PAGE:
When Peyton did his post game interview on the field (after Cam gracefully congratulated him on his victory by the way) he kissed Popa John and pitched Budweiser. That's what we want. I've been a Peyton fan for a very long time, but the facts are what they are. Possibly the least deserving Superbowl winner, surrounded by accusations of HGH use, in possibly his last interview of the sort, when he could have said anything he wanted and been as open with the rest of the world as he wanted, he pitched a corporate sponsor. Do we really believe that after a grueling season, a man who's been making over $20 million a year for a large portion of his career is going home to drink that piss?

Marshawn Lynch's silence in press conference has more content and is more interesting than the typical quarterback interview full of the “we wanted to be aggressive and follow the game plan” nonsense. Or another one of my favorites: "our team just wanted it more." Right, that other team full of professional, alpha male, ultra competitive athletes thought to themselves "meh, fuck it, let's just let them have this one." In his silence Lunch projects a personality. One easy to criticise, but a real one nonetheless. His silence is more interesting, it makes me more curious about why he is the way he is, as opposed to a proper interview but one filled with cliches? Why do we want our athletes to be boring, as opposed to authentic?

LeBron James has been recently criticized for not taking a public stance on racially motivated police brutality affecting his community and the rest of the country, particularly after the shooting of Tamir Rice, a 12 year old playing with a toy gun in a park. This criticism stems from James' business decision to stay out of the conversation in order not to upset people, who may or may not become consumers of his brand. Thus, we, society, force an athlete into a situation in which he must choose between being genuine and being marketable. Following the old Jordan mantra of “Republicans buy sneakers too.”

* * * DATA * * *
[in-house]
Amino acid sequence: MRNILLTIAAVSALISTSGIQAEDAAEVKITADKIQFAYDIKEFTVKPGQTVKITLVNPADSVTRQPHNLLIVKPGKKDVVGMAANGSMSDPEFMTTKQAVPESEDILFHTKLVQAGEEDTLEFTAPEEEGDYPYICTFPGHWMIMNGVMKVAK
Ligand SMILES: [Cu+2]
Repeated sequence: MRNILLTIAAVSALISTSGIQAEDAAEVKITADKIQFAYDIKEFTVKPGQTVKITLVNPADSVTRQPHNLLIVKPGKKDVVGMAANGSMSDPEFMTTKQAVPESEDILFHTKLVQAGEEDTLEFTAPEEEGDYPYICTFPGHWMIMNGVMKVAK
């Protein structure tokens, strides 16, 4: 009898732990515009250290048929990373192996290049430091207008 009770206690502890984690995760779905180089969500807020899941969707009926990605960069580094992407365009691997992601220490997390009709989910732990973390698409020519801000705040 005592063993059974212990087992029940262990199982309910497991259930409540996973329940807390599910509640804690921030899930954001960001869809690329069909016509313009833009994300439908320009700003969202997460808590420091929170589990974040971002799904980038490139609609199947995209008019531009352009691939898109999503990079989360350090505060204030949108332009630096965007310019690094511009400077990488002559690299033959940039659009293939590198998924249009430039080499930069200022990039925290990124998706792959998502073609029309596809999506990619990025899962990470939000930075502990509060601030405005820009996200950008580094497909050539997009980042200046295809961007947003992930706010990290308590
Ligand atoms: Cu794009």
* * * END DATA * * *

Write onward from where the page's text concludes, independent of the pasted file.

Not Cam, though. He doesn't need everybody's approval to have the 2nd highest endorsement earnings in the NFL (behind Peyton Manning, of course) because those that do approve him are a strong enough contingent to allow him to express himself. He won enough of us over to be able to balance success and authenticity. Because he's that good and because he's that real. That adorable smile certainly helps as well.

In a culture where people rush to fulfill their nine to five work schedules, in their black dress shoes, with white Apple headphones, and while reading 50 Shades of Gray, or strolling through a newsfeed of social media updates, conformity is an expectation. And in a league, guided by “the shield”, protected by a mask, and while believing Pacino that you survive as a team and or die as individuals, a man who smiles, dances, interacts with the fans, and answers questions however he wants to is a true rarity. And in my humble opinion – one to behold.